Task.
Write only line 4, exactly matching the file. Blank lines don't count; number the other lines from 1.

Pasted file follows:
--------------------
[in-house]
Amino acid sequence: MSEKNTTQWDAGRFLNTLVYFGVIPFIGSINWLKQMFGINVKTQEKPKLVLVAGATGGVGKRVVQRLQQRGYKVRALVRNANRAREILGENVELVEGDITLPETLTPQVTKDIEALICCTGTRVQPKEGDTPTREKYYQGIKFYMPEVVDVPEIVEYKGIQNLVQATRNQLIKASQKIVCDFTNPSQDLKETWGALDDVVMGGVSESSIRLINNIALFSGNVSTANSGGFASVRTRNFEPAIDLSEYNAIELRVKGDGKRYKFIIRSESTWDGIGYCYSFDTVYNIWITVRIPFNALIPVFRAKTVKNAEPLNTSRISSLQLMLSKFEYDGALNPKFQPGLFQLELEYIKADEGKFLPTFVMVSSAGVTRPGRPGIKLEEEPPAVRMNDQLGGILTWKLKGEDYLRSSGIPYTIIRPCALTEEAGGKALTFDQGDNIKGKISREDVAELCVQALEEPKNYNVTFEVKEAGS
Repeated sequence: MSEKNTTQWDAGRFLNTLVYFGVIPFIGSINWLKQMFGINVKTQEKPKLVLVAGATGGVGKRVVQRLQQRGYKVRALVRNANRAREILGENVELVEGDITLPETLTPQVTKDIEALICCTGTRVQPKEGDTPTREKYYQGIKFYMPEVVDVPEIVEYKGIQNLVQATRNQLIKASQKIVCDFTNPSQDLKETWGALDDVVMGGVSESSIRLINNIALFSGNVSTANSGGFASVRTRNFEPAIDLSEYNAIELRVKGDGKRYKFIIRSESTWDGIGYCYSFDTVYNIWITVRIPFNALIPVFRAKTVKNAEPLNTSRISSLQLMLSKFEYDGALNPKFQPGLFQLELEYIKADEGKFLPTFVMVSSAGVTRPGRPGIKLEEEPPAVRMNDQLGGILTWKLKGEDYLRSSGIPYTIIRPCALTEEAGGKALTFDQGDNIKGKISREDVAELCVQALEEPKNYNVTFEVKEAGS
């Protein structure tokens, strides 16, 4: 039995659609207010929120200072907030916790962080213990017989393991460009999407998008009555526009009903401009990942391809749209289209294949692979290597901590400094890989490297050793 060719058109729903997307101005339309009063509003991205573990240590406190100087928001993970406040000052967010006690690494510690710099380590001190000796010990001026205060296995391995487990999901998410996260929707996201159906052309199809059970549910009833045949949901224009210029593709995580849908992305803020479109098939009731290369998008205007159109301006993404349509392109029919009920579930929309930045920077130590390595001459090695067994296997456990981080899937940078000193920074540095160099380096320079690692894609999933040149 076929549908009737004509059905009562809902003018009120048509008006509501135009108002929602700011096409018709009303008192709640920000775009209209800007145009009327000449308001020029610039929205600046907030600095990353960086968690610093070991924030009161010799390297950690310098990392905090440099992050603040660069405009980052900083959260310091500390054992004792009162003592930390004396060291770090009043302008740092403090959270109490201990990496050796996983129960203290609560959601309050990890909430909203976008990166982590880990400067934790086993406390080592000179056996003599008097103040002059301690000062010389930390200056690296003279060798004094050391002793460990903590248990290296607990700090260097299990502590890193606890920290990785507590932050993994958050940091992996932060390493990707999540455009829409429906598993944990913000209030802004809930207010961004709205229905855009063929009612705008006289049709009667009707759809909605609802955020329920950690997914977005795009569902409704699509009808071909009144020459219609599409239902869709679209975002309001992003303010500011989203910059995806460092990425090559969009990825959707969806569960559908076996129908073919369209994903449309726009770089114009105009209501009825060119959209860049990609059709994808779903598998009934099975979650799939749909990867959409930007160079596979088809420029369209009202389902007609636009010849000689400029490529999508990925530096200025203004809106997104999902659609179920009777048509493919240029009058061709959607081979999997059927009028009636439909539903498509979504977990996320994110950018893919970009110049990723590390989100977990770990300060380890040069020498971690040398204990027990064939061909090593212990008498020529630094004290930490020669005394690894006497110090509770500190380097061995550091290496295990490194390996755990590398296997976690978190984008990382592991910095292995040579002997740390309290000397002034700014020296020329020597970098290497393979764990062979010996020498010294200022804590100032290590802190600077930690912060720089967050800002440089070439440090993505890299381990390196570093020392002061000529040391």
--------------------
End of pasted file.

């Protein structure tokens, strides 16, 4: 039995659609207010929120200072907030916790962080213990017989393991460009999407998008009555526009009903401009990942391809749209289209294949692979290597901590400094890989490297050793 060719058109729903997307101005339309009063509003991205573990240590406190100087928001993970406040000052967010006690690494510690710099380590001190000796010990001026205060296995391995487990999901998410996260929707996201159906052309199809059970549910009833045949949901224009210029593709995580849908992305803020479109098939009731290369998008205007159109301006993404349509392109029919009920579930929309930045920077130590390595001459090695067994296997456990981080899937940078000193920074540095160099380096320079690692894609999933040149 076929549908009737004509059905009562809902003018009120048509008006509501135009108002929602700011096409018709009303008192709640920000775009209209800007145009009327000449308001020029610039929205600046907030600095990353960086968690610093070991924030009161010799390297950690310098990392905090440099992050603040660069405009980052900083959260310091500390054992004792009162003592930390004396060291770090009043302008740092403090959270109490201990990496050796996983129960203290609560959601309050990890909430909203976008990166982590880990400067934790086993406390080592000179056996003599008097103040002059301690000062010389930390200056690296003279060798004094050391002793460990903590248990290296607990700090260097299990502590890193606890920290990785507590932050993994958050940091992996932060390493990707999540455009829409429906598993944990913000209030802004809930207010961004709205229905855009063929009612705008006289049709009667009707759809909605609802955020329920950690997914977005795009569902409704699509009808071909009144020459219609599409239902869709679209975002309001992003303010500011989203910059995806460092990425090559969009990825959707969806569960559908076996129908073919369209994903449309726009770089114009105009209501009825060119959209860049990609059709994808779903598998009934099975979650799939749909990867959409930007160079596979088809420029369209009202389902007609636009010849000689400029490529999508990925530096200025203004809106997104999902659609179920009777048509493919240029009058061709959607081979999997059927009028009636439909539903498509979504977990996320994110950018893919970009110049990723590390989100977990770990300060380890040069020498971690040398204990027990064939061909090593212990008498020529630094004290930490020669005394690894006497110090509770500190380097061995550091290496295990490194390996755990590398296997976690978190984008990382592991910095292995040579002997740390309290000397002034700014020296020329020597970098290497393979764990062979010996020498010294200022804590100032290590802190600077930690912060720089967050800002440089070439440090993505890299381990390196570093020392002061000529040391």